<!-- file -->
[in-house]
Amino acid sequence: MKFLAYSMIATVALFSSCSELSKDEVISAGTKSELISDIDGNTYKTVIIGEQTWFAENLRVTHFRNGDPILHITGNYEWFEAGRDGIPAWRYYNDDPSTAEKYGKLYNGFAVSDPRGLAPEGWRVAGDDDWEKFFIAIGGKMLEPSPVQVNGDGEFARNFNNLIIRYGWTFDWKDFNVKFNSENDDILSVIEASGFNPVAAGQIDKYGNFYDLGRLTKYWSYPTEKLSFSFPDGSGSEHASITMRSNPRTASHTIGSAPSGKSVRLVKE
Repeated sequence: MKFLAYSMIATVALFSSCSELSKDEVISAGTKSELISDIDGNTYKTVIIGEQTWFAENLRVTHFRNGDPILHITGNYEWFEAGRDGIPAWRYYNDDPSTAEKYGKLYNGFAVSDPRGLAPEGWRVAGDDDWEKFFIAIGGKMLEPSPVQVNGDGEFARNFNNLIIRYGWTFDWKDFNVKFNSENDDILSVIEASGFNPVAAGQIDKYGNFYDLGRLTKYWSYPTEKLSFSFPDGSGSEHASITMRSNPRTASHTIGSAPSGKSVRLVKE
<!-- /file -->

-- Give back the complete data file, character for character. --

[in-house]
Amino acid sequence: MKFLAYSMIATVALFSSCSELSKDEVISAGTKSELISDIDGNTYKTVIIGEQTWFAENLRVTHFRNGDPILHITGNYEWFEAGRDGIPAWRYYNDDPSTAEKYGKLYNGFAVSDPRGLAPEGWRVAGDDDWEKFFIAIGGKMLEPSPVQVNGDGEFARNFNNLIIRYGWTFDWKDFNVKFNSENDDILSVIEASGFNPVAAGQIDKYGNFYDLGRLTKYWSYPTEKLSFSFPDGSGSEHASITMRSNPRTASHTIGSAPSGKSVRLVKE
Repeated sequence: MKFLAYSMIATVALFSSCSELSKDEVISAGTKSELISDIDGNTYKTVIIGEQTWFAENLRVTHFRNGDPILHITGNYEWFEAGRDGIPAWRYYNDDPSTAEKYGKLYNGFAVSDPRGLAPEGWRVAGDDDWEKFFIAIGGKMLEPSPVQVNGDGEFARNFNNLIIRYGWTFDWKDFNVKFNSENDDILSVIEASGFNPVAAGQIDKYGNFYDLGRLTKYWSYPTEKLSFSFPDGSGSEHASITMRSNPRTASHTIGSAPSGKSVRLVKE